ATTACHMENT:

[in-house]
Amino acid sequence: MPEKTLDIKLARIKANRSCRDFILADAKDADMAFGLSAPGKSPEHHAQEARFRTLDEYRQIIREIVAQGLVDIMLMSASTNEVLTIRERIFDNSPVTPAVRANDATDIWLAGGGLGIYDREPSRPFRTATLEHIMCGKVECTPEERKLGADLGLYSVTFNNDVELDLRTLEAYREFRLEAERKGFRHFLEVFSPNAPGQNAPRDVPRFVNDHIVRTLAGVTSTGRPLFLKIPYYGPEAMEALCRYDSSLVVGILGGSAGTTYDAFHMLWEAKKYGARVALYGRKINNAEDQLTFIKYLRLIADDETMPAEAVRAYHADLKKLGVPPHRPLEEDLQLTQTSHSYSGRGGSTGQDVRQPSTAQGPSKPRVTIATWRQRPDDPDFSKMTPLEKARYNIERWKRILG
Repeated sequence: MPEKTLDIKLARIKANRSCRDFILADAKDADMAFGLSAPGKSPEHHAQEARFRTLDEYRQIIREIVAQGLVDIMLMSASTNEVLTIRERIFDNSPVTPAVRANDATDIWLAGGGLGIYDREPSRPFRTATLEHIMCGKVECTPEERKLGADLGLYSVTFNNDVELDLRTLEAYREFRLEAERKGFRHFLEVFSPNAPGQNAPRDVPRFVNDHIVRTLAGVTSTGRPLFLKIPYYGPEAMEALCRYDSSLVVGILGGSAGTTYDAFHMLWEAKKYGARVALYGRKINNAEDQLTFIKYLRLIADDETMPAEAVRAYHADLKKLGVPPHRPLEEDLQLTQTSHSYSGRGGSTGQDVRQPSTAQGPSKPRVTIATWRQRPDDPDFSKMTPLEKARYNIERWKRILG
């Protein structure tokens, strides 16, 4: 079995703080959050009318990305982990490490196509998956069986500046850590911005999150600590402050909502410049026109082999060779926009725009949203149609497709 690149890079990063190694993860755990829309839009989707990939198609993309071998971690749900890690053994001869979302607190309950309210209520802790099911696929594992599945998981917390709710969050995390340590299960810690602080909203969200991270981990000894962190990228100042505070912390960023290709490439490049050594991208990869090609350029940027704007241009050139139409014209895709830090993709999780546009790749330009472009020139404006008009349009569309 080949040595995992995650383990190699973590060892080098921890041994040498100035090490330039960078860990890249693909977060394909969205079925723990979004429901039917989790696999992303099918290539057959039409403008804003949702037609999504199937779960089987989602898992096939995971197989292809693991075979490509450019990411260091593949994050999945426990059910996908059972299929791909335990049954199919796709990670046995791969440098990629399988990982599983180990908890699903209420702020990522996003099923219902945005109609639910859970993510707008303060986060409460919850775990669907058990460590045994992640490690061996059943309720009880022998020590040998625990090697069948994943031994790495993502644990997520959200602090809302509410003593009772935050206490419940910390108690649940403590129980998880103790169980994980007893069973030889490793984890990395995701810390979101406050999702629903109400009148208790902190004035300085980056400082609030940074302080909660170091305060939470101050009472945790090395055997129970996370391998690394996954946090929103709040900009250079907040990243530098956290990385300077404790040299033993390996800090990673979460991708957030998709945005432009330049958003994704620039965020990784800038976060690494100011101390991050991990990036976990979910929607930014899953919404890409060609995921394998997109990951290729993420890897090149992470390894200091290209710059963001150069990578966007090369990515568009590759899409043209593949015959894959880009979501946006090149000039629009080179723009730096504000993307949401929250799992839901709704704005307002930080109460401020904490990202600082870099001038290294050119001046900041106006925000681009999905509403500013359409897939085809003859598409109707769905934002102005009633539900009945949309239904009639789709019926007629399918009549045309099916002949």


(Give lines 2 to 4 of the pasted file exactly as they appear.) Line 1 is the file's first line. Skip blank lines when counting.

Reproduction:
Amino acid sequence: MPEKTLDIKLARIKANRSCRDFILADAKDADMAFGLSAPGKSPEHHAQEARFRTLDEYRQIIREIVAQGLVDIMLMSASTNEVLTIRERIFDNSPVTPAVRANDATDIWLAGGGLGIYDREPSRPFRTATLEHIMCGKVECTPEERKLGADLGLYSVTFNNDVELDLRTLEAYREFRLEAERKGFRHFLEVFSPNAPGQNAPRDVPRFVNDHIVRTLAGVTSTGRPLFLKIPYYGPEAMEALCRYDSSLVVGILGGSAGTTYDAFHMLWEAKKYGARVALYGRKINNAEDQLTFIKYLRLIADDETMPAEAVRAYHADLKKLGVPPHRPLEEDLQLTQTSHSYSGRGGSTGQDVRQPSTAQGPSKPRVTIATWRQRPDDPDFSKMTPLEKARYNIERWKRILG
Repeated sequence: MPEKTLDIKLARIKANRSCRDFILADAKDADMAFGLSAPGKSPEHHAQEARFRTLDEYRQIIREIVAQGLVDIMLMSASTNEVLTIRERIFDNSPVTPAVRANDATDIWLAGGGLGIYDREPSRPFRTATLEHIMCGKVECTPEERKLGADLGLYSVTFNNDVELDLRTLEAYREFRLEAERKGFRHFLEVFSPNAPGQNAPRDVPRFVNDHIVRTLAGVTSTGRPLFLKIPYYGPEAMEALCRYDSSLVVGILGGSAGTTYDAFHMLWEAKKYGARVALYGRKINNAEDQLTFIKYLRLIADDETMPAEAVRAYHADLKKLGVPPHRPLEEDLQLTQTSHSYSGRGGSTGQDVRQPSTAQGPSKPRVTIATWRQRPDDPDFSKMTPLEKARYNIERWKRILG
């Protein structure tokens, strides 16, 4: 079995703080959050009318990305982990490490196509998956069986500046850590911005999150600590402050909502410049026109082999060779926009725009949203149609497709 690149890079990063190694993860755990829309839009989707990939198609993309071998971690749900890690053994001869979302607190309950309210209520802790099911696929594992599945998981917390709710969050995390340590299960810690602080909203969200991270981990000894962190990228100042505070912390960023290709490439490049050594991208990869090609350029940027704007241009050139139409014209895709830090993709999780546009790749330009472009020139404006008009349009569309 080949040595995992995650383990190699973590060892080098921890041994040498100035090490330039960078860990890249693909977060394909969205079925723990979004429901039917989790696999992303099918290539057959039409403008804003949702037609999504199937779960089987989602898992096939995971197989292809693991075979490509450019990411260091593949994050999945426990059910996908059972299929791909335990049954199919796709990670046995791969440098990629399988990982599983180990908890699903209420702020990522996003099923219902945005109609639910859970993510707008303060986060409460919850775990669907058990460590045994992640490690061996059943309720009880022998020590040998625990090697069948994943031994790495993502644990997520959200602090809302509410003593009772935050206490419940910390108690649940403590129980998880103790169980994980007893069973030889490793984890990395995701810390979101406050999702629903109400009148208790902190004035300085980056400082609030940074302080909660170091305060939470101050009472945790090395055997129970996370391998690394996954946090929103709040900009250079907040990243530098956290990385300077404790040299033993390996800090990673979460991708957030998709945005432009330049958003994704620039965020990784800038976060690494100011101390991050991990990036976990979910929607930014899953919404890409060609995921394998997109990951290729993420890897090149992470390894200091290209710059963001150069990578966007090369990515568009590759899409043209593949015959894959880009979501946006090149000039629009080179723009730096504000993307949401929250799992839901709704704005307002930080109460401020904490990202600082870099001038290294050119001046900041106006925000681009999905509403500013359409897939085809003859598409109707769905934002102005009633539900009945949309239904009639789709019926007629399918009549045309099916002949």